The widower of a United States soldier killed in Afghanistan is back in America after immigration officials reversed their decision to deport him when it left their 12-year-old daughter in Arizona without either parent, according to reports.
Jose Gonzalez Carranza, 30, was arrested last week by Immigration and Customs Enforcement officers (Ice).
Hernandez said his law firm tried to contact ICE for details related to why Carranza was taken back to Mexico but did not receive a response until after his office notified the press.
Hernandez said the episode seemed particularly cruel given Gonzalez Carranza's history and the death of his wife. Carranza came to the US illegally in 2004, when he was a teenager and married Barbara Vieyra. The couple's 12-year-old daughter stayed with her grandparents after her father was deported. Barbara Vieyra, who was killed on September 18, 2010, while serving in the U.S. Army in Afghanistan. When she deployed to Afghanistan with the Fort Hood-based 720th Military Police Battalion, 89th Military Police Brigade, she told her sister the sacrifice of leaving Evelyn behind would be worthwhile.
"I feel so bad", Gonzalez said of his daughter, Evelyn.
Carranza was given "parole in place" status by immigration authorities after his wife was killed in 2010, Hernandez said.
After her death, her husband was granted parole in place, an exemption under USA immigration law for "urgent humanitarian reasons or significant public benefit" for the families of service members. However, a notice for Carranza to appear in court was sent to an old address, Hernandez added.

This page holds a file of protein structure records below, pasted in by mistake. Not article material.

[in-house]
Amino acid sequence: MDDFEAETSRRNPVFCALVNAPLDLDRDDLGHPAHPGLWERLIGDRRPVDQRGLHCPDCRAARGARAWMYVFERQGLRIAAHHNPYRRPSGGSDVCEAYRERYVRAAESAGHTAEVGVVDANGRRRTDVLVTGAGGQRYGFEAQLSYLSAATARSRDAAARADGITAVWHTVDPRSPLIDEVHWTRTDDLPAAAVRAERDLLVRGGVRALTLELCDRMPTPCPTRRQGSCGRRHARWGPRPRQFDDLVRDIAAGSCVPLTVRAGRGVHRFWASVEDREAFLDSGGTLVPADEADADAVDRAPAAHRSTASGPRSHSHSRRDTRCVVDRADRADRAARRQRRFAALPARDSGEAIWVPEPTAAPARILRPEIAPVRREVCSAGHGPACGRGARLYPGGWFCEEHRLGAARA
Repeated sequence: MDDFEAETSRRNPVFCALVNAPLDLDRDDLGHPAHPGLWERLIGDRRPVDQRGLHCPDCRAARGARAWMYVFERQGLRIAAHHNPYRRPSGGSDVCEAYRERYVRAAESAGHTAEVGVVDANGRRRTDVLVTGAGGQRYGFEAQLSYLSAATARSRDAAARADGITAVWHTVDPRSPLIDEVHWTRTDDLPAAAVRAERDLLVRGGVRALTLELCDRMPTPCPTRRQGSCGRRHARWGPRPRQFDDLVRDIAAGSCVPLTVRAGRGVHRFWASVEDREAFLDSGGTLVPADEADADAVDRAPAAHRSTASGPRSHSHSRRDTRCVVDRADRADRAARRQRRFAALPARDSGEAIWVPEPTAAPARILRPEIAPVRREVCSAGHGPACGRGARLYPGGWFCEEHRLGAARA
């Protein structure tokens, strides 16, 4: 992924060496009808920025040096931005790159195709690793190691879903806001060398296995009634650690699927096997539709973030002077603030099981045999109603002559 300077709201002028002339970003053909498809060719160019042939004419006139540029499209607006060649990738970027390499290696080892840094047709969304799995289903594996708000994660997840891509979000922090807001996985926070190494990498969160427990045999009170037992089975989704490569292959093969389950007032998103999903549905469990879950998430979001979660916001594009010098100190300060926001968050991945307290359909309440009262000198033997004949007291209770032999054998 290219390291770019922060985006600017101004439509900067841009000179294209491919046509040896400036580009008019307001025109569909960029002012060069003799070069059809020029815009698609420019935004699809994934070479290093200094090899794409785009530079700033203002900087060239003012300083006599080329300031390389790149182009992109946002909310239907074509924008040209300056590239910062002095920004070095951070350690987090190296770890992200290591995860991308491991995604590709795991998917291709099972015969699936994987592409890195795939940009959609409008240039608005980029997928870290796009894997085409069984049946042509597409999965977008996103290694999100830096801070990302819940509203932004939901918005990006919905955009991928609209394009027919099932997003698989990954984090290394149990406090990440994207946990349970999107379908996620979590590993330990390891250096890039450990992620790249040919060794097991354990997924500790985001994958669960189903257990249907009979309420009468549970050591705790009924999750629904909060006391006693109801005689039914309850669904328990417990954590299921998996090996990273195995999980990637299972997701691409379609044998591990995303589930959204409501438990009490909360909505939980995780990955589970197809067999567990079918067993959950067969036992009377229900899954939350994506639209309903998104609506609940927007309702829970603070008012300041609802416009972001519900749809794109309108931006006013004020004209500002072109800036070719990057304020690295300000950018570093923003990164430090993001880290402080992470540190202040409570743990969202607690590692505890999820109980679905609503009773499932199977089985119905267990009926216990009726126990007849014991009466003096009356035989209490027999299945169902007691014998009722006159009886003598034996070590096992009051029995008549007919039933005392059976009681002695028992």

Even though Gonzalez Carranza didn't show up for his court date, he should not have been deported. "He never thinks about what happened with the families". "As of today, we do not know why the client was removed". Gonzalez Carranza was finally arrested and deported on April 8.
The day Gonzalez was detained, Hernandez filed a motion to reopen the case, which should have prevented his client from being deported.
By Monday evening, hours after the Arizona Republic first reported on his case, ICE abruptly reversed course and returned Gonzalez to Phoenix, Hernandez said.
Carranza told the Republic that he moved to the United States from Veracruz, Mexico in 2004, and married his wife in 2007. The statement didn't mention a parole in place. He was driven to Phoenix, where immigration officials released him at the agency's headquarters, according to the newspaper.
Hernandez said the next step is to wait for an immigration hearing in Phoenix to see if a judge will reopen Carranza's case.
When ICE had him in custody last week, Carranza was told that a judge signed a deportation order because he had failed to show up at a deportation hearing in December.
A spokeswoman for Arizona Senator Kyrsten Sinema said her office was working with Ice and the deported man's lawyer to assist the family.